Hey Shawnta! How can I get my children to read more?
As a kid, I stayed with my grandmother during the summer. She did not have cable. She had the main channels you could get with an antenna. My sisters and I would tune in and watch soap operas in the middle of the day. I always found babies interesting. The mom would talk to the unborn child in her belly. If the dad was in the picture (and dad should probably be in quotes since paternity is normally a secret on soaps), he would also talk to the mom’s belly. You would also see scenes of the parents reading to the belly or reading to the baby once the baby was born. This continued until SORAS (soap opera rapid aging syndrome) hit. That might sound like an unnecessary acronym, but trust me, soap lovers use it.
Soap operas are an escape from reality. Reality isn’t so perfect when it comes to raising children. There never seems to be enough time after school to eat, do after school activities and homework. Then when you think of trying to get your children to read more, it seems like a difficult task.
We can do hard things, but we must have a plan.
Practice What You Preach
If you want your kids to read more and to believe reading is important, you must read. I mean reading content that is not on your cell phone. Read a magazine, a novel, a novella, a gardening book … just read something.
Expand Your Definition of Reading Material
For some readers, a thick Harry Potter-like book is not the way to go. Some readers truly enjoy the short article and vivid graphics in a magazine. Some kids want to read about cheat codes. I do not understand why you would want to deny yourself the opportunity to conquer the game through trial and error, but some kids will read tons of books and pamphlets about the games they are playing. Graphic novels are books. They are not glorified comics. Many books now have a novel format and a graphic novel. You could read the novel while your child reads the graphic novel, and then you could compare notes.
Seek Out Audiobooks
I always told students I was a slow reader. I still am. I’m the teacher at the professional development who hated it when we jigsawed and divided up an article because I knew I would not finish in the allotted time. When I was in speech class in second grade, I learned I read much faster when I read aloud with feeling and enthusiasm. I have found that I enjoy listening to an audiobook while following along in the text. If your children have a reading gap, listening while following along in a book can help build word recognition and word pronunciation skills, which can lead to improved fluency.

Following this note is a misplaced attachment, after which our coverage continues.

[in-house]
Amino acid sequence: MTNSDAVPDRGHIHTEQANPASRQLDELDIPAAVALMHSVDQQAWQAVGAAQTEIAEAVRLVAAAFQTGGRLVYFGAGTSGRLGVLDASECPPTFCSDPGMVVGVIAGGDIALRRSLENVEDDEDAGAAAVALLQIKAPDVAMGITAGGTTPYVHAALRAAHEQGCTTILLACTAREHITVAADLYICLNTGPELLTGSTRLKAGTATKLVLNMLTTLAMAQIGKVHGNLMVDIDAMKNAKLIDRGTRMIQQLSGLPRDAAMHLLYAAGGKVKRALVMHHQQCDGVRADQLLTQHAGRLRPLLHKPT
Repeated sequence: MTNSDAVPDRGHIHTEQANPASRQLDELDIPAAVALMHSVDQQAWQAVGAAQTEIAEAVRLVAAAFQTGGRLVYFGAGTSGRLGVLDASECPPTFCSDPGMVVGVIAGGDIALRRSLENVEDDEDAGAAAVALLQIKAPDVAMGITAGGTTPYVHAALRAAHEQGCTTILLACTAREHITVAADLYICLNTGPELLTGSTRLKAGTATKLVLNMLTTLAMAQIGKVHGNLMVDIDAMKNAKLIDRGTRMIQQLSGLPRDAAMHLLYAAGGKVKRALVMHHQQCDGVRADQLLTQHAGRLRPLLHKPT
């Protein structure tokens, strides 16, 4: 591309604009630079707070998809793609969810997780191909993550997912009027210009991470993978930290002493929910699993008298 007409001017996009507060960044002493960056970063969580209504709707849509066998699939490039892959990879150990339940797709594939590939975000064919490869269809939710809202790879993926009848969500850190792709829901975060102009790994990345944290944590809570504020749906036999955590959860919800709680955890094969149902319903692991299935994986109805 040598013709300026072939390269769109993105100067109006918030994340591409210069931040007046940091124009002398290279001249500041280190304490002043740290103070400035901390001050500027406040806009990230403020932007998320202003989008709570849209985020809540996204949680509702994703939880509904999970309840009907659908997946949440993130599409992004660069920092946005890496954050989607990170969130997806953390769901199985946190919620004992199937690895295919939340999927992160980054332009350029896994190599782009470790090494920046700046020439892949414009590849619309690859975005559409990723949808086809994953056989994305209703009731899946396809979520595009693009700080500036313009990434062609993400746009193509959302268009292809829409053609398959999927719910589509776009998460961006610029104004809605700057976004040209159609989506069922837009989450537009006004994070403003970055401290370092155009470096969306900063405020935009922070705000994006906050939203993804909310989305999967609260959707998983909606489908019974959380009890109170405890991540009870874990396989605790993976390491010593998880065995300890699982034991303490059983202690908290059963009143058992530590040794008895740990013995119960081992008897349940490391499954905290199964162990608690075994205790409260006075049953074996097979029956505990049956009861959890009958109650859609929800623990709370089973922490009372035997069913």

Talk to Your Local Librarian
Librarians love helping people find books or content based on topics they love. If you are not a reader yet, you might not have recommendations for your children. Don’t take on the burden of finding books when your local librarian will already have recommendations.
Read for Together for 10 Minutes Before Bed
Even if it means going to bed 10 minutes late, cultivate this habit. Stick to it even if your kids don’t like it. Over time, you will find that not only are your children reading more, you are spending quality time together that no gift could replace.
I hope these tips help you help your children fall in love with reading.
Shawnta (Shawn-tay) S. Barnes, also known as Educator Barnes, is a married mother of identical twin boys. She navigates education from not only the educator’s perspective but also the parent’s perspective. She has been an educator for nearly two decades. Shawnta works with K-12 schools, universities, & education adjacent organizations through her education consulting business Blazing Brilliance. ...